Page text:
Shier reportedly told the Australian that claims that the Mallah affair raised the issue of freedom of speech were “sadly simplistic.”
“For heaven’s sake, there has always been limits,” Shier said. “To somehow suggest there’s a blanket right of free speech and that’s the end of the matter is ridiculous. References to North Korea and other totalitarian regimes are just so off the mark.”
The Australian article said: “Q&A has been criticised for focusing on left-wing agendas, including climate change, gay marriage and asylum-seekers.”
Shier said that “there are a number of issues that get flogged to death and their constant selection shows a lack of vision ... We’re not trying to inflame the situation …We’re looking for intelligent debate and that should also be factor when people are selected for the panel and when people are asked to put questions that have already been submitted.”
To the extent that there is any, albeit highly curtailed and vetted, discussion on “Q&A” of issues that may “inflame” opposition to government policy, Shier and the Australian want it abolished. Under conditions of escalating hostility to social inequality, war, austerity and moves against democratic rights, such as the government’s citizenship laws, they view any forum, however limited, in which opinions can be aired, as a threat to the status quo.
The board decision has not resulted in any let-up of the government witch-hunt. On Sunday night, the government’s agricultural minister and deputy leader of the National Party, Barnaby Joyce, pulled out of a scheduled appearance on tonight’s episode of “Q&A.” According to a spokesman for Joyce, Prime Minister Abbott instructed front bench members of the government not to appear on the program.
While there is widespread hostility to the witch-hunt against the public broadcaster, including among its staff, there has been no organised opposition to the government campaign. A number of staff were hesitant to give comments to the WSWS, for fear of victimisation.
One ABC worker told the WSWS: “It’s a pretty intimidating atmosphere to work in at the moment. With management having decided to appease the government by disciplining rather than defending program makers, if we were to produce content critical of the government, we could well be next.”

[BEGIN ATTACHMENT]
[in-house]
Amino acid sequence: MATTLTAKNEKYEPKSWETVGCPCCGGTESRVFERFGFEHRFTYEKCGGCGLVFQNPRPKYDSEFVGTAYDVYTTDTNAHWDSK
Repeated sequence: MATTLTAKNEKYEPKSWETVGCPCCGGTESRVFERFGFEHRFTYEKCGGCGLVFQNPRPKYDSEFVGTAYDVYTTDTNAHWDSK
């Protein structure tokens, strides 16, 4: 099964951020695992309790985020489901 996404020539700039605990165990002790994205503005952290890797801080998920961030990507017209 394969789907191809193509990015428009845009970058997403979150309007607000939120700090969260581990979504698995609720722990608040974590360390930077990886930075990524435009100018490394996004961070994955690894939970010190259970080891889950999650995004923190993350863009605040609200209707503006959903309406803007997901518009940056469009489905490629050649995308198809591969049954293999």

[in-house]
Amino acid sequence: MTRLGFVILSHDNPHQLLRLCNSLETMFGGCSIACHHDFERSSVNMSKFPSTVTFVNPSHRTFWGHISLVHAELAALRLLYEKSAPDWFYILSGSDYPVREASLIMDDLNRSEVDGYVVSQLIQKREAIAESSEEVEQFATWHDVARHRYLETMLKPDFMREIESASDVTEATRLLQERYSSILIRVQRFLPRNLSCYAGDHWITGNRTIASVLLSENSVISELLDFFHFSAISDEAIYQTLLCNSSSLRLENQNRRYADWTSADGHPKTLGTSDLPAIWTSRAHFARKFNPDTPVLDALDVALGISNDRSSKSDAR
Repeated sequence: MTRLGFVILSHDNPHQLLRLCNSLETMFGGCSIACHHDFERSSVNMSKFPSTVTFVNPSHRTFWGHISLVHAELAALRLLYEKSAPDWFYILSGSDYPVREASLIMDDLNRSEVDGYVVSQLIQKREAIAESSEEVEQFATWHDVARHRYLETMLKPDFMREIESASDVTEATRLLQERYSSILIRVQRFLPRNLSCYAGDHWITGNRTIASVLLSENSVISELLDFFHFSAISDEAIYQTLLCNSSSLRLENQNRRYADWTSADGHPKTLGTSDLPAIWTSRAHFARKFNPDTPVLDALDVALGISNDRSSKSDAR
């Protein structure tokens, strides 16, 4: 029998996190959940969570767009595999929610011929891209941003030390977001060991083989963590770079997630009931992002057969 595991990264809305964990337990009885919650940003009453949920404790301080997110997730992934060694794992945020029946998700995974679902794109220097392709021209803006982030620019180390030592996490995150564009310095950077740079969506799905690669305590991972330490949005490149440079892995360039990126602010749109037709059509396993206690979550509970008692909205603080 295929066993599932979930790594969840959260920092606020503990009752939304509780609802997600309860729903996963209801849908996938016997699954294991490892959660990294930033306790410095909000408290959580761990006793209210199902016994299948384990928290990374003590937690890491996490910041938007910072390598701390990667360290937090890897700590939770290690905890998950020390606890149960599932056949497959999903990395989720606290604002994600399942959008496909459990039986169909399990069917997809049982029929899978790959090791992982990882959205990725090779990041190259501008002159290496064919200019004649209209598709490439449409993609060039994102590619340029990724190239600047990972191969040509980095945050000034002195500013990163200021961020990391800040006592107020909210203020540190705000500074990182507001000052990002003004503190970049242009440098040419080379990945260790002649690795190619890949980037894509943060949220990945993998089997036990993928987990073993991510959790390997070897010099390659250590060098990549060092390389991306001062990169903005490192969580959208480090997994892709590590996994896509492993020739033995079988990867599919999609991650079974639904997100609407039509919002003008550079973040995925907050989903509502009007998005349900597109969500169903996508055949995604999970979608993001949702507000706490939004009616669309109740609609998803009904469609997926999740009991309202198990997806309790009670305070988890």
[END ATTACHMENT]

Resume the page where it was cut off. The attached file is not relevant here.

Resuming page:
“Firstly Peter [McEvoy] wasn’t warned about having Zaky Mallah on the show previously, so this warning is a direct result of what happened on June 22—that is, a public challenge was made to the government’s attack on democratic rights.
“The implication is that if Peter McEvoy had followed the correct ‘editorial policy’ and referred Zaky Mallah’s potential appearance upward, Mr Mallah would not have been allowed to appear on ‘Q&A.’ Moreover, were Peter McEvoy to dare to allow a similar situation to arise, even on such a carefully controlled and vetted program as ‘Q&A,’ he’d be fired for it. In other words, the ABC management has told the government, it shouldn’t have happened and it won’t happen again.”
The Media Entertainment and Arts Alliance (MEAA), the trade union that covers media staff, has done nothing to mobilise its membership to fight the hysterical campaign against the ABC, instead issuing pathetic appeals to the Abbott government and the ABC Board.
The MEAA has played a central role in facilitating sweeping cuts to the public broadcaster. It demobilised widespread opposition to measures announced last year, which eliminated over 400 jobs, including 100 journalists and news production staff, closed the ABC’s TV production facilities in Adelaide and scaled back regional broadcasting and a host of programs. Over the next five years, $250 million will be slashed from the network’s budget.
The union has made no public reference to the warning issued against McEvoy. In fact, MEAA communications manager Mike Dobbie told the World Socialist Web Site on Friday it was “unlikely” the union would issue any statement opposing the attack on McEvoy.
The warning, Dobbie stated, was a “private matter” between the ABC, the union and McEvoy. Dobbie’s response makes clear that the MEAA is working hand in glove with ABC management to prevent the development of any broader movement among staff and others against the disciplining of McEvoy and the government onslaught on the ABC.